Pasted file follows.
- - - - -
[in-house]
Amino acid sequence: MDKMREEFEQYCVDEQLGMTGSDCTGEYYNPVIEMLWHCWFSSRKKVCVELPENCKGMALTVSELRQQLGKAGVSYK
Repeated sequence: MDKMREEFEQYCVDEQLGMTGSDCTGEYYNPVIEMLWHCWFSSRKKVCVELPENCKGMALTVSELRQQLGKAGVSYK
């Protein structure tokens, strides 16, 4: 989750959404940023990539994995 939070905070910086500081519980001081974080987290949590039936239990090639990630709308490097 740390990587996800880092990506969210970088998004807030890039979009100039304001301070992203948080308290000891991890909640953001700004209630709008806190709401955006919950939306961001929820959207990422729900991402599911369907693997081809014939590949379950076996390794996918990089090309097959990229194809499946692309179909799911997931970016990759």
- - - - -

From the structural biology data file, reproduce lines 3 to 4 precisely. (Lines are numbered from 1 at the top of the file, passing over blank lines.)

Repeated sequence: MDKMREEFEQYCVDEQLGMTGSDCTGEYYNPVIEMLWHCWFSSRKKVCVELPENCKGMALTVSELRQQLGKAGVSYK
């Protein structure tokens, strides 16, 4: 989750959404940023990539994995 939070905070910086500081519980001081974080987290949590039936239990090639990630709308490097 740390990587996800880092990506969210970088998004807030890039979009100039304001301070992203948080308290000891991890909640953001700004209630709008806190709401955006919950939306961001929820959207990422729900991402599911369907693997081809014939590949379950076996390794996918990089090309097959990229194809499946692309179909799911997931970016990759």